Fond Memories Not My Own
by Kathleen Wood
Some of my fondest memories of Boulder City are not from my own eyes, but those of my parents.
Though I am a native of Boulder City, I have not always lived here. I am a 1974 graduate of Boulder City High School, but I attended Las Vegas schools from K - 8th grade.
Because my parents owned the Visitors Bureau in the 70s and early 80s, I got a chance to see Boulder City and Hoover Dam memorabilia collected since the early 40s. My twin sister, Colleen, and I were so familiar with the opening minutes of the official movie on the construction of Hoover Dam which was shown exclusively at the Visitors Bureau for many years, that we could recite the first several lines of the narration. “Build a dam in the wilderness and the world will beat a path to it…”
I saw the early history of Boulder City High School through the pages of my mother’s yearbooks. My first introduction to Mrs. Gene Segerblom was not as a government student in her class my senior year of high school, but in a black and white picture of a young, attractive teacher by the name of Miss Wines. Later she appeared my yearbooks as Mrs. Segerblom.
My fascination with athletics started early as I leafed through pages of handsome young men in shiny basketball shorts. Not many Boulder City natives my age remember Ronnie Walsh, Howard Hooper and Shearl Nielson.
I see my own mother as an innocent, Shirley Temple look-alike with a beautiful, warm smile and agree with the late Gene Schultz, who told me on several occasions that “Your mother was the prettiest girl in the school”.
What an honor to be inducted into the 2002 Class of the Boulder City High School Golden Eagle Hall Of Fame with my childhood heroes, Ronnie Walsh and Shearl Nielson.
Had someone told me 25-30 years ago that I would become a pilot/narrator for a rafting company that started its raft trip at the base of the same dam my grandfathers worked at, I would have said, “Yea, right!”
My paternal grandfather, Roy Wood, was a security guard in the early years of Hoover Dam, when concerns were high that the dam could be a target of what we now call “terrorism” during World War II. When tours started taking place within the inner workings of the dam, he became an accomplished guide.
For many years, the best story about my grandfather was in reference to a bullet hole in a window of an office in the bowels of the dam.
My maternal grandfather, William “Jay” Giesey, worked for the Department of Water and Power for the City of Los Angeles as a lineman. He and a crew of men marched across the hot, dry desert from the Bakersfield area to the dam site, erecting the towers that would carry electrical power from Hoover Dam to Southern California. He and his fellow crew placed the towers that lean out from the canyon wall at the dam as a final achievement of their prowess.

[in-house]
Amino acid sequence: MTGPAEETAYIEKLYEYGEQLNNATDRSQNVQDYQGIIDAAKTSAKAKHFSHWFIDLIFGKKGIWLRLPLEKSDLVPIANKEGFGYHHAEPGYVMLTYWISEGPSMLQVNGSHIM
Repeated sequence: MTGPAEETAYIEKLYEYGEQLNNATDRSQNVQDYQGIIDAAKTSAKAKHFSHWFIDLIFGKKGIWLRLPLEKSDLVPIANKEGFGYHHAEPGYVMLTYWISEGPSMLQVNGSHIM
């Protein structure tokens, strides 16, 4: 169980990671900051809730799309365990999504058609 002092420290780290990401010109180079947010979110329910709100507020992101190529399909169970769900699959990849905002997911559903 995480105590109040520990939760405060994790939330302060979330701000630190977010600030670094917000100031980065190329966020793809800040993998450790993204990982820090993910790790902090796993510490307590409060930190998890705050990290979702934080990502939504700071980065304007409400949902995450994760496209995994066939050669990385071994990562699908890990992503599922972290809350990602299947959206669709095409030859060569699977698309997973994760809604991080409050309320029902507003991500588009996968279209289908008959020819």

Imagine my horror several years ago, when on a return trip from Las Vegas, I witnessed four towers falling to the desert floor in a puff of dirt during a move to eliminate one of the many series of lines criss-crossing the desert.
The same towers my grandfather and his crew meticulously put together one metal beam at a time in a very distinct pattern. I am not sure how long it took to erect a complete tower. Much longer than the few minutes it took to cut the legs of each tower, then pull it to the ground.
Imagine my amazement a few years ago, when returning from the launch site below Hoover Dam, I saw a helicopter hovering above the base of a rising tower, lowering a whole section of tower into place. The tower came together in a matter of hours in the same Gold Strike Canyon that my grandfather took days to erect a similar tower.
My fascination with the power towers comes from hours spent looking at old photos taken of my grandfather and his crew as they progressed across a dry, hot, dusty desert slowing erecting towers and stringing them together.
Some photos show free-spirited men dangling from sections of the tower in their bowsons seats, like acrobatic fliers from a Barnum and Bailey Circus.
Other photos show men on the crew demonstrating the fine art of the connecting and splicing of the electrical cable that was strung along the mighty electrical power lines.
Now I look with wonder at the progress being made on a daily basis on the new bridge a short distance from Hoover Dam. For the past several months, those of us lucky enough to work under the construction site, on the river, have watched men scale the canyon walls, workers be transported in square mental baskets from gigantic cranes along the canyon walls and surveyors scan the site from the horizon.
I imagine workers on the dam long ago and my fondest memories return in snippets of black and white images.